One of the main problems the iPad seems to have – at least for me – is there’s no compelling upgrade path. My phone is tied to a contract I renew every couple of years anyway, and even my laptop is on a 3/4 year obsolesce path due to hard-drive and memory upgrades, but my only compelling reason to stop using my iPad 2 was the retina screen, and even then it took me until the iPad Air to even consider the upgrade.  I’ve not even looked at Air 2 upgrades, and another “thinner, lighter, faster” speedbump upgrade wouldn’t change it. My iPad is a reading and triage device, primarily existing to watch comics/movies/TV or to triage Omnifocus tasks, email, Teamwork tickets. One of the reasons it’s not a note-taking device in general is that my soft-keyboard skills aren’t that fast, and writing on it – even with a stylus – is a pain. The Pencil and the Pro look really nice, offer a new use-case for the device, and generally turn a bigger/faster/shinier update into a fairly compelling upgrade.

Notably, though, the iPad Pro’s missed Apple’s new interaction method. From the video, they needed to rework how the screen sensors pick things up in order for the Pencil to work properly, and in the 6S they reworked the screen for 3D Touch, and I guess those things just couldn’t be reconciled into the same device yet. It’ll be interesting to see if the Pencil support makes its way down the line to the smaller devices, or is reserved for the iPad Pro line; but dollars to donuts Touch 3D climbs up from the iPhone with the next hardware revisions.

No new iPads this year, though. Apple works in cycles, and for the last few years the iPads have shared a stage with the OS X release with the October announcements, but for the first few (iPad 1 though to iPad 4) the iPads were part of their own annual announcement in Spring. This year, Spring was the Apple Watch big release (having been teased in the autumn), so I’m wondering if iPads are moving to the Spring announcement with the next Watch. The announcement of the new iPad Mini 4 crammed in at the end of the Pro announcement weirds that out a bit, but maybe they wanted to get the new Mini out in time for christmas.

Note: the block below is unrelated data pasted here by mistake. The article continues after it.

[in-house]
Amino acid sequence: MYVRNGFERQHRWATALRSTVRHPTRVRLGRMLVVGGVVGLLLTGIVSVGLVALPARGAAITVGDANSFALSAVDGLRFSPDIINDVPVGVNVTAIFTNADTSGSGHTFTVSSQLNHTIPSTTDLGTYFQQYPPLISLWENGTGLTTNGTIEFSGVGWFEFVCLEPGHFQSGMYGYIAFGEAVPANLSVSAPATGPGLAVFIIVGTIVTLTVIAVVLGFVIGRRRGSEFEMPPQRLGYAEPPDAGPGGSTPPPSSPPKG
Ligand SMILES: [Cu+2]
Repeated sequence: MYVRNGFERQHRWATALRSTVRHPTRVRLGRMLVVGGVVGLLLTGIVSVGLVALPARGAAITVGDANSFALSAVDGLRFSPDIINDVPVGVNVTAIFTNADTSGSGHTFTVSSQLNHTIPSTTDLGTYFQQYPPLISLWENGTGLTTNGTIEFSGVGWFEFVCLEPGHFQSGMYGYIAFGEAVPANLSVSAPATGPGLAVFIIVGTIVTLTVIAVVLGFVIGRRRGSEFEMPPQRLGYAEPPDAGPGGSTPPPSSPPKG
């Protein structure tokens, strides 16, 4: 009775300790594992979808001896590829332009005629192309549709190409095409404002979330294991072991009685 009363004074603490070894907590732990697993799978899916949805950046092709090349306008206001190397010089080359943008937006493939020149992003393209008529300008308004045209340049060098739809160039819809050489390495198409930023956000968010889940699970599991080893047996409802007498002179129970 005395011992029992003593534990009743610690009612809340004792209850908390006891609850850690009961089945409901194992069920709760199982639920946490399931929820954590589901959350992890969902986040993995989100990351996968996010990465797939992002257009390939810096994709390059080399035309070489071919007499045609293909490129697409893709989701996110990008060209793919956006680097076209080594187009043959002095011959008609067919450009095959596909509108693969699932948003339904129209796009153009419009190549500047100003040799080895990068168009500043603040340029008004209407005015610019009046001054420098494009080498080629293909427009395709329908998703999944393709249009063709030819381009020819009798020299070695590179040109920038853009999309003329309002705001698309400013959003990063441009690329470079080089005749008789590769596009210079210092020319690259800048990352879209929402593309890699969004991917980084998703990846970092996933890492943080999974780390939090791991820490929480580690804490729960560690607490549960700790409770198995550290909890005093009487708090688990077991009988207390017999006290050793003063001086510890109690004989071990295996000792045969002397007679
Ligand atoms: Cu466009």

Apple TV looks good. The big thing it does is aggregate all the places you *could* see a film into one searchable archive (so you find Matrix *first* before finding out it’s not on Netflix but is on iTunes). I’m hoping this has some kind of app-interface, so Plex can say “I’ve got it!” or Amazon Prime – very notable by its absence across the entire presentation – can be plugged in quickly. I’m betting not, though.

The iPhone 6S is a nicer phone in the same case with better camera. Sold. The Force Touch / 3D Touch looks interesting, but seems a little mystery-meat in its navigation. How do you know if a thing can be pushed hard on? It’s all very well to talk about “exploration” and “discovery” in apps, but it’s not accessible. Plus, does it really do anything you couldn’t have done with touch-and-hold?

The final big thing was slipped in at the end, though. Apple As A Service, where you pay a monthly subscription and get a new phone every year. Apple’s finding a way around the 24 month phone contract stranglehold, I think, in order to try and consolidate its customers on an annual loop instead of a biannual one. The implementation is kind of sketched-out and clunky on the site right now, it seems to involve a 24 month loan from a 3rd-party bank, with no mention of the upgrade at 12 months bit, and doesn’t seem to answer basic hire/purchase questions such as “Is the phone mine at the end” and “am I still liable for the rest of the 24 months if I lose or break it, even under insurance” but also missing is “is this coming to the UK” so for me, at least, the point’s moot.

As mentioned on twitter, the entire Macintosh line got the same amount of stage time today as the Lisa II. Post PC society, indeed.